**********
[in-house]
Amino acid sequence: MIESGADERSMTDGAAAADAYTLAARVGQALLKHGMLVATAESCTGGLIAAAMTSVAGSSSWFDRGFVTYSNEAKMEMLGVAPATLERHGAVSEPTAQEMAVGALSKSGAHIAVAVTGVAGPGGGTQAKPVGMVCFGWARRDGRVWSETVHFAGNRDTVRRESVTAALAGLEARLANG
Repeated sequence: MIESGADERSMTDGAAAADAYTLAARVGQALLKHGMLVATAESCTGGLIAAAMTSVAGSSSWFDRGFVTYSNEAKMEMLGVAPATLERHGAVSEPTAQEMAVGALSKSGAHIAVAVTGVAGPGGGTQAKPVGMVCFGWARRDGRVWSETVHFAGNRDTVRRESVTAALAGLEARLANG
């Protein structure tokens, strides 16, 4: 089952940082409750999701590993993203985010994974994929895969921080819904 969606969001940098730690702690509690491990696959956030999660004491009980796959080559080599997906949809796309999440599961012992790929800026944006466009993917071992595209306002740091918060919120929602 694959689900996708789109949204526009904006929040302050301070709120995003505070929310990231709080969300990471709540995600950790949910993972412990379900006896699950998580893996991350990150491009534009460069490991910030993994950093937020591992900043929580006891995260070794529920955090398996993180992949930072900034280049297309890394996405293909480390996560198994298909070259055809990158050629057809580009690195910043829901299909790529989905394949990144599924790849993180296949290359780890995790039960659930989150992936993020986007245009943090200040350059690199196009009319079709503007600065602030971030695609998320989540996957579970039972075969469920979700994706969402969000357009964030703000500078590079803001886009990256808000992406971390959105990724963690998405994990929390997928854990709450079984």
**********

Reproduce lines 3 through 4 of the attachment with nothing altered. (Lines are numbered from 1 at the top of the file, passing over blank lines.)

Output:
Repeated sequence: MIESGADERSMTDGAAAADAYTLAARVGQALLKHGMLVATAESCTGGLIAAAMTSVAGSSSWFDRGFVTYSNEAKMEMLGVAPATLERHGAVSEPTAQEMAVGALSKSGAHIAVAVTGVAGPGGGTQAKPVGMVCFGWARRDGRVWSETVHFAGNRDTVRRESVTAALAGLEARLANG
């Protein structure tokens, strides 16, 4: 089952940082409750999701590993993203985010994974994929895969921080819904 969606969001940098730690702690509690491990696959956030999660004491009980796959080559080599997906949809796309999440599961012992790929800026944006466009993917071992595209306002740091918060919120929602 694959689900996708789109949204526009904006929040302050301070709120995003505070929310990231709080969300990471709540995600950790949910993972412990379900006896699950998580893996991350990150491009534009460069490991910030993994950093937020591992900043929580006891995260070794529920955090398996993180992949930072900034280049297309890394996405293909480390996560198994298909070259055809990158050629057809580009690195910043829901299909790529989905394949990144599924790849993180296949290359780890995790039960659930989150992936993020986007245009943090200040350059690199196009009319079709503007600065602030971030695609998320989540996957579970039972075969469920979700994706969402969000357009964030703000500078590079803001886009990256808000992406971390959105990724963690998405994990929390997928854990709450079984």